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Uniondale man resists gangs to become NYPD cop

Probationary NYPD Officer Willie Thompson, 25, says his

Probationary NYPD Officer Willie Thompson, 25, says his mentors, Nassau Police Officers Daniel Johannessen, left, and Robert Graves, right, were "father figures" who guided him into law enforcement through the NCPD's Exploring program. Above, the three in Bellmore on Wednesday, Dec. 28, 2016. Credit: Howard Schnapp

Willie Thompson, a Uniondale man who overcame his distrust of law enforcement to join the NYPD, is only days away from shedding his probationary status and fully joining the ranks of New York’s Finest.

And it never would have happened had he not met a pair of Nassau County police officers when he was a teen.

“They were definitely like father figures in my life,” Thompson said of his mentors, Daniel Johannessen and Bob Graves, both community affairs officers who run the Nassau police department’s Law Enforcement Exploring program.

The program gives teens a snapshot of life as a police officer — which, for Thompson, was met with some hesitation.

Thompson, 25, was adopted as a boy by his mother, Sally McCollough, a nurse who works the overnight shift at a Far Rockaway hospital.

He was more of a class clown than a troublemaker at Uniondale High School, but often was tempted to join gangs by his friends, he said.

Though he considered it, Thompson couldn’t get past the gang-initiation beatings or the objections from his mother.

Meanwhile, Johannessen started recruiting missions for the Exploring program in October 2007 at the school and met Thompson, then a 14-year-old freshman. It took the future cop two years before he joined, dragging his feet because of the mistrust of police that was ingrained in him by his friends at an early age.

“Every time they [neighborhood youth] see a police officer they think someone is getting locked up,” Thompson said. “In my neighborhood, even if you were just hanging out and a cop stopped us, you’re running just because. You don’t even have to be doing anything. That’s just how it was.”

Thompson’s mistrust of police began to erode after he joined the school’s military drill team and slowly began to build a relationship with Johannessen. It was his desire to be part of the Exploring program’s drill team that helped wear away his mistrust of police, he said.

Thompson remembers the stares he got in his neighborhood walking around in his Exploring uniform. One by one his gang-affiliated friends fell out of his circle, replaced with new friends in the Exploring program — with Johannessen and Graves slowly taking a larger role in his life.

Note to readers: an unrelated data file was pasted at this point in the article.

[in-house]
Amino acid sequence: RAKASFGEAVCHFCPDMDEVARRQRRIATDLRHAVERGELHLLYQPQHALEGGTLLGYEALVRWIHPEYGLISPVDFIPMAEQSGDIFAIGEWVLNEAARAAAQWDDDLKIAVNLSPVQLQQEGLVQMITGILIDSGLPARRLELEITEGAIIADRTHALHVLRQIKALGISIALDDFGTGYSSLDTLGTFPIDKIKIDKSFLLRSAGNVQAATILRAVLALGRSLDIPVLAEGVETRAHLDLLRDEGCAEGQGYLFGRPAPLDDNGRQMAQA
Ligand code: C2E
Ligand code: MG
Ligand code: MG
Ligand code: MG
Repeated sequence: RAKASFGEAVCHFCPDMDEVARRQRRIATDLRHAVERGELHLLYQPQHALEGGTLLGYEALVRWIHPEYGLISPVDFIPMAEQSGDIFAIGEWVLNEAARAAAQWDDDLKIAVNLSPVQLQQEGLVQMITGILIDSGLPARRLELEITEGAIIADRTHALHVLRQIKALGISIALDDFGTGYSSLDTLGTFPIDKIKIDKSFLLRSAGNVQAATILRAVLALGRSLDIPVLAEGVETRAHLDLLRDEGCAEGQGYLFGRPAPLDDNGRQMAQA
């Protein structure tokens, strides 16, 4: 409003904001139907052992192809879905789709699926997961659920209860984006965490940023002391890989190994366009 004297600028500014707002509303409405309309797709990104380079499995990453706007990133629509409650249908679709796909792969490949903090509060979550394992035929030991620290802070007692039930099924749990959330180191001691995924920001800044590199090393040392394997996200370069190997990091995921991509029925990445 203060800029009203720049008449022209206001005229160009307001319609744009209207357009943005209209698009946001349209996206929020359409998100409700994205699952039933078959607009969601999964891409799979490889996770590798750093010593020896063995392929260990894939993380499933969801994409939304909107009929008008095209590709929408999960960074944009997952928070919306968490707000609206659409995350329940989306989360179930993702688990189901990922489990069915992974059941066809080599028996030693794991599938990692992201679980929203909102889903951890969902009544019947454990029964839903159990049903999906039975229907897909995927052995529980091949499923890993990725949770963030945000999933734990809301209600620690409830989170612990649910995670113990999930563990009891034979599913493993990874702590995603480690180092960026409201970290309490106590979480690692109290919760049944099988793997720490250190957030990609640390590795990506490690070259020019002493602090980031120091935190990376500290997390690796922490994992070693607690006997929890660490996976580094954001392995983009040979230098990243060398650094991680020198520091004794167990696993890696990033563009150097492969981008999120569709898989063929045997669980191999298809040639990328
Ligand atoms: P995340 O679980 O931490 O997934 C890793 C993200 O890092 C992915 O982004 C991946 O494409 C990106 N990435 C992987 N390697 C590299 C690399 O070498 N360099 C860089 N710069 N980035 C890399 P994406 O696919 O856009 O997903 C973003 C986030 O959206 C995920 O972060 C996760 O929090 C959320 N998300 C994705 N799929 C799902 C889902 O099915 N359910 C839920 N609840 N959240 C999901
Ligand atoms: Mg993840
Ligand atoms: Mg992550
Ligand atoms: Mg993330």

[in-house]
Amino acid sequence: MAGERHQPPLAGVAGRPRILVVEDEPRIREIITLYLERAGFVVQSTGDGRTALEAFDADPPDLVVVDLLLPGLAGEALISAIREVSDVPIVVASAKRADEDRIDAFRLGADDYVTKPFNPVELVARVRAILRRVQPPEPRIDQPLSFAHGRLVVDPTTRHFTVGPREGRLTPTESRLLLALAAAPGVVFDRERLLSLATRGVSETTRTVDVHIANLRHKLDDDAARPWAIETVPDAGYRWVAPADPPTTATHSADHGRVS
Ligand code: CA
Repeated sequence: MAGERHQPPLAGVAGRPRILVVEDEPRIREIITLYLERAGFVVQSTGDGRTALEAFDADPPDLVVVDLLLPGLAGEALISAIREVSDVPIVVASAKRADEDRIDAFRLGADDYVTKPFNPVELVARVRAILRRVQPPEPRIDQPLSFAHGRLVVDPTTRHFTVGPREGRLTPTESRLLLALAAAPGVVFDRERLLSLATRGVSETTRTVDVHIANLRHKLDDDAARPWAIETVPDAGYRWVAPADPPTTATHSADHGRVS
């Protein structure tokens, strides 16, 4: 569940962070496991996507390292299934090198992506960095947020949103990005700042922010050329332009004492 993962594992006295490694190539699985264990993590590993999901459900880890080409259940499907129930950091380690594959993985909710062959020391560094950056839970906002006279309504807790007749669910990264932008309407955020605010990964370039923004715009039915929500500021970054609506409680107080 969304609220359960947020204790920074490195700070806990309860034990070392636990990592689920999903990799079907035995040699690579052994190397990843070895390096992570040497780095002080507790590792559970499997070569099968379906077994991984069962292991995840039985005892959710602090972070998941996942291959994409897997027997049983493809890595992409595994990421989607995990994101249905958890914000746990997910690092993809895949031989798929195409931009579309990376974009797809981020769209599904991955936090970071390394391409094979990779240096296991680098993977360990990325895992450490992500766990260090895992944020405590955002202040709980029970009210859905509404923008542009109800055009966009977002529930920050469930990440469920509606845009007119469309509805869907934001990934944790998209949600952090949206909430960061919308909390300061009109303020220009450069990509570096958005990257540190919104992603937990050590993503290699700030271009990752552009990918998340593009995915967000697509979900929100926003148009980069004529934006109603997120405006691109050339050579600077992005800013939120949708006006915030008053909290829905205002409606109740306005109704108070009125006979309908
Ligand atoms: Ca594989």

“Before I met them, I didn’t have a steady head on my shoulders,” Thompson said. “I didn’t have a goal or a focus. I was just going through life without a direction.”

“He was always embracing of the program,” Graves said. “Any interactions we had with him, it was always full bore, with gusto. All the drills, all the role-playing exercises. Everything.”

Johannessen and Graves pushed him to become a police officer after he graduated high school, but Thompson declined to take the entrance exams for both Nassau and Suffolk police departments, fearing he would fail the test, Thompson said.

Then, in December 2012, his mentors tricked him into taking the NYPD entrance exam, telling him he was being fitted for a new uniform when they had really signed him up for the test, Johannessen said.

“Maybe he’s afraid to take it, but let’s just take him there,” Johannessen said, recalling the ruse. “He’s got a choice, he can either wait outside ... or, he’s going to go and take it.”

Thompson took the test, passed and eventually became an NYPD recruit.

“He stands out because he’s the one who showed up to everything. He’s the one that led them,” Johannessen said of Thompson’s Exploring group, explaining why the duo helped Thompson. “The ones that give to us, we’re going to give back.”

The pair each gave him $2,500 from their own pockets for supplies and uniforms to make sure Thompson made it through the police academy in College Point, Queens.

In a statement, acting Nassau Police Commissioner Thomas Krumpter praised Johannessen and Graves for “exhibiting so many positive attributes which assisted Officer Thompson to become a Police Officer.”

Now Thompson is paying it forward — opting for the midnight shift patrolling housing projects in Harlem just so he can spend his days volunteering with the Exploring program.

He’s made about 50 arrests in fewer than two years on the job, including catching a graffiti artist, chasing down a Citi Bike thief, and making multiple drug arrests, NYPD officials said. He loses his probationary status and becomes a full-fledged officer on Saturday.

But the real challenge, Thompson said, is turning around the distrust of law enforcement among young people in the neighborhood — the same distrust he had when he was young.

“I understand exactly where they’re coming from,” Thompson said. “I want to affect the community, whether it’s the explorer program or whether it’s crime. I want to affect the community in some way. I want the community to know who I am, because my voice matters.”

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